Question of the Week # 222

222 )  A 70-year-old white man  with type 2 diabetes mellitus, hypertension, coronary artery disease, chronic kidney disease and severe chronic obstructive pulmonary disease is admitted with increasing shortness of breath. The patient lives by himself and he has not been very compliant with his medications. On examination, he is awake and oriented, blood pressure is 230/140 . Funduscopic examination reveals papilledema.  Chest exam reveals bilateral crepitations. Neurological examination is normal. An electrocardiogram reveals non specific ST segment changes. A chest x-ray shows bilateral pulmonary edema. Pulse oximetry reveals a saturation of 89% on room air. The patient is started on oxygen by nasal cannula. Laboratory studies reveal a creatinine of 4.2mg% as opposed to his baseline creatinine of 2.2mg%. Which of the following is the most appropriate next step in management?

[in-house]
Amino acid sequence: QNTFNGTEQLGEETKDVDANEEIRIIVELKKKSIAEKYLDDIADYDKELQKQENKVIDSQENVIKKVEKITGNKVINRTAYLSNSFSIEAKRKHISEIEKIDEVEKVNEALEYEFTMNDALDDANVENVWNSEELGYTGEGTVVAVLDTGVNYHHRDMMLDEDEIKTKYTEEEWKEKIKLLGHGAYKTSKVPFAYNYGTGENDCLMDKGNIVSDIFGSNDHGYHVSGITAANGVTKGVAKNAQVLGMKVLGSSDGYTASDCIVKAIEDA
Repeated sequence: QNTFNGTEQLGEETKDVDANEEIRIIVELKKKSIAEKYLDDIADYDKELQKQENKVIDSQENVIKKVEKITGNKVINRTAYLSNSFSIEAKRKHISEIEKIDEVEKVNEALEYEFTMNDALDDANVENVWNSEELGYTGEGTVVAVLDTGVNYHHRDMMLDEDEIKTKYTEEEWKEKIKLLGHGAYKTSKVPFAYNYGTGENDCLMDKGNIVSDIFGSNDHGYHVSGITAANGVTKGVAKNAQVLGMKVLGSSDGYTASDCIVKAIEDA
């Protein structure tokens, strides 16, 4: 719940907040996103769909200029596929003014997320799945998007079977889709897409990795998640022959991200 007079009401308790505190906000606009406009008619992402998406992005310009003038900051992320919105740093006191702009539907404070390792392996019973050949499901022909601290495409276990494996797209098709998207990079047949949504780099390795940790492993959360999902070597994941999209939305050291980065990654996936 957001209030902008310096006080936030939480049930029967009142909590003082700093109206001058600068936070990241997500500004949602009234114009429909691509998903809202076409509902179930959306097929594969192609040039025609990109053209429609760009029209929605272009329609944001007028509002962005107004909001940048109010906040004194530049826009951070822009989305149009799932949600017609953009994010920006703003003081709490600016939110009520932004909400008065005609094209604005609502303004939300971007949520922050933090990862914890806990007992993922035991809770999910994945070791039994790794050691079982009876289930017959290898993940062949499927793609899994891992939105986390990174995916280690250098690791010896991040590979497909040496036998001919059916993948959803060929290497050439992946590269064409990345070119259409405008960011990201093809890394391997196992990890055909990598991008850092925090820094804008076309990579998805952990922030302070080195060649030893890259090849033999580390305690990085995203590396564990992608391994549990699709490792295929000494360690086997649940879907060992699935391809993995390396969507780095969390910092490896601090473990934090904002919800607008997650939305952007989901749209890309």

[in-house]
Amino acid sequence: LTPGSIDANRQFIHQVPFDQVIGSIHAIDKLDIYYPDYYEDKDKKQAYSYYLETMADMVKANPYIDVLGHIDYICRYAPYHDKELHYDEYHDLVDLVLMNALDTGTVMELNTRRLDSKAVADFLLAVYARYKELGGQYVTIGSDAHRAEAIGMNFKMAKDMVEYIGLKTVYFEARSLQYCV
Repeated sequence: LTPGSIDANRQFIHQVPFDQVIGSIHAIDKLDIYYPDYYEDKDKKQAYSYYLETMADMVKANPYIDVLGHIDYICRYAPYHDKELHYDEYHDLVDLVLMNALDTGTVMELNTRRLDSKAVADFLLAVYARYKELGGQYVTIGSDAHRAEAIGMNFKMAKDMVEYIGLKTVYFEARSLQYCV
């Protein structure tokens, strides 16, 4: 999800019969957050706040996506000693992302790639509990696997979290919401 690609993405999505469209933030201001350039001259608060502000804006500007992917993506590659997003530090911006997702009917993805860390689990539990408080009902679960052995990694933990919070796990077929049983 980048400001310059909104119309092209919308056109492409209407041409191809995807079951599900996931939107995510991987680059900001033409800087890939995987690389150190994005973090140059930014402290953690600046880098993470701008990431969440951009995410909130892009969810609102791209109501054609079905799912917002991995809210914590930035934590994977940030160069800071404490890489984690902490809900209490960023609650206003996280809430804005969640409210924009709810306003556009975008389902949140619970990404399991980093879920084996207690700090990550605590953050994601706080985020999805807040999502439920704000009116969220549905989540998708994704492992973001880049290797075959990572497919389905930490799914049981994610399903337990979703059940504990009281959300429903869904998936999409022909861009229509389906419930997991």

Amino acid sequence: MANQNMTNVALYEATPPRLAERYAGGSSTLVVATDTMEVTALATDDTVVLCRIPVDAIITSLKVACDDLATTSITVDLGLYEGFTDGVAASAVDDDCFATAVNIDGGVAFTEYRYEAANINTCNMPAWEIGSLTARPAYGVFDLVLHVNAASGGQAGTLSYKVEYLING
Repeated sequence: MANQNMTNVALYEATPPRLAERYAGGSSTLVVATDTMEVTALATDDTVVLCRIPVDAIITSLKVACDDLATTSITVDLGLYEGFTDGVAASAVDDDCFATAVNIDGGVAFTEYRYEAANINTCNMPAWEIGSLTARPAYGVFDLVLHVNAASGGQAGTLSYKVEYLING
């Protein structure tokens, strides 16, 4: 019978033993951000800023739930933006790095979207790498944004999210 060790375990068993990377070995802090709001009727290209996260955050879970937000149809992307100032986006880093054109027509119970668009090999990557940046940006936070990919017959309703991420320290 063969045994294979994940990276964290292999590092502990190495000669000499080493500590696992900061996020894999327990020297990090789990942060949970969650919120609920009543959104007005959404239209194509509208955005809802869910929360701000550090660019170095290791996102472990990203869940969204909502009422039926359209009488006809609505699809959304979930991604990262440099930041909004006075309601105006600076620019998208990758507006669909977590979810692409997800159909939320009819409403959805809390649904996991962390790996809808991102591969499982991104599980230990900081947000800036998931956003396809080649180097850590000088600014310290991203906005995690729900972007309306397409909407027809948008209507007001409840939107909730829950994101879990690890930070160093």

A)  Non-contrast CT Scan, head

B)  Intravenous Sodium nitroprusside

C)  Intravenous Labetalol

D)  Fenoldapam

E)  Cardiac catheterization.

5 Responses

  1. D……

    Funduscopic examination reveals papilledema….malignant hypertension

    The most commonly used intravenous drug is nitroprusside. An alternative for patients with renal insufficiency is intravenous fenoldopam. Labetalol is another common alternative, providing easy transition from intravenous to oral dosing. However, a trial by Peacock et al demonstrated that intravenous calcium blockers (eg, nicardipine) could be useful in quickly and safely reducing blood pressure to target levels and seemed more effective than intravenous labetalol

  2. Labetalol would be the safest choice in this case because there’s no renal contraindication to the use of IV labetolol. Moreover, Fenoldapam causes glaucoma and raises the intra ocular pressure. This patient already has papilledema!

    What’s the answer ARCHER? Fenoldapam or IV labetolol

  3. D) Thank you Dr. Red

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